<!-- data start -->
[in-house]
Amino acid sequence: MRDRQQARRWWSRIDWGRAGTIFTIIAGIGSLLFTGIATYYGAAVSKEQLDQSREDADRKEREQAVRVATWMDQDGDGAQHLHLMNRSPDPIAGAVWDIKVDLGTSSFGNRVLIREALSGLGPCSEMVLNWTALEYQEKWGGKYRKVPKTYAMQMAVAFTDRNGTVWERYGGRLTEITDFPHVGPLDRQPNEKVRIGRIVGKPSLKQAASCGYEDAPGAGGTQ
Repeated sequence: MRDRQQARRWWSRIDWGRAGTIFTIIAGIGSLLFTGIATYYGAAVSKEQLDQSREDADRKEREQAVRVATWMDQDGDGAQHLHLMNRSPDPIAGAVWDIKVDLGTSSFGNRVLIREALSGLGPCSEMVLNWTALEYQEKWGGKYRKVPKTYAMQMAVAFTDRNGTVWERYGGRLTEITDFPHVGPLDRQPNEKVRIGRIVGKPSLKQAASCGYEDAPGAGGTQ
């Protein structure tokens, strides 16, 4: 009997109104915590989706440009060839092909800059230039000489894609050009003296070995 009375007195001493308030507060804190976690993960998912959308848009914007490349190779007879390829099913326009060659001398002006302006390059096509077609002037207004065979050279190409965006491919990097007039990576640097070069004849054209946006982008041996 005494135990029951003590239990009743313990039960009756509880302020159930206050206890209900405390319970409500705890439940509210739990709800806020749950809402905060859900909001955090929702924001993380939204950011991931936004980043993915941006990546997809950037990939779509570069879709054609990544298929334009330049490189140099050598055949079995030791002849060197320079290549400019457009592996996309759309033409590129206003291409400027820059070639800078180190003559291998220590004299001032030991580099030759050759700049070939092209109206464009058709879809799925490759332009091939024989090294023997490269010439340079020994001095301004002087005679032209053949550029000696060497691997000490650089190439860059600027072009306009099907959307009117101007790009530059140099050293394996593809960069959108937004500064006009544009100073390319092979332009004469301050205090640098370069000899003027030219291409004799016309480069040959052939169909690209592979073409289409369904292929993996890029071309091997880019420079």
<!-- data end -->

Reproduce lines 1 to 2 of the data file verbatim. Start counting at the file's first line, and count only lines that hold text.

[in-house]
Amino acid sequence: MRDRQQARRWWSRIDWGRAGTIFTIIAGIGSLLFTGIATYYGAAVSKEQLDQSREDADRKEREQAVRVATWMDQDGDGAQHLHLMNRSPDPIAGAVWDIKVDLGTSSFGNRVLIREALSGLGPCSEMVLNWTALEYQEKWGGKYRKVPKTYAMQMAVAFTDRNGTVWERYGGRLTEITDFPHVGPLDRQPNEKVRIGRIVGKPSLKQAASCGYEDAPGAGGTQ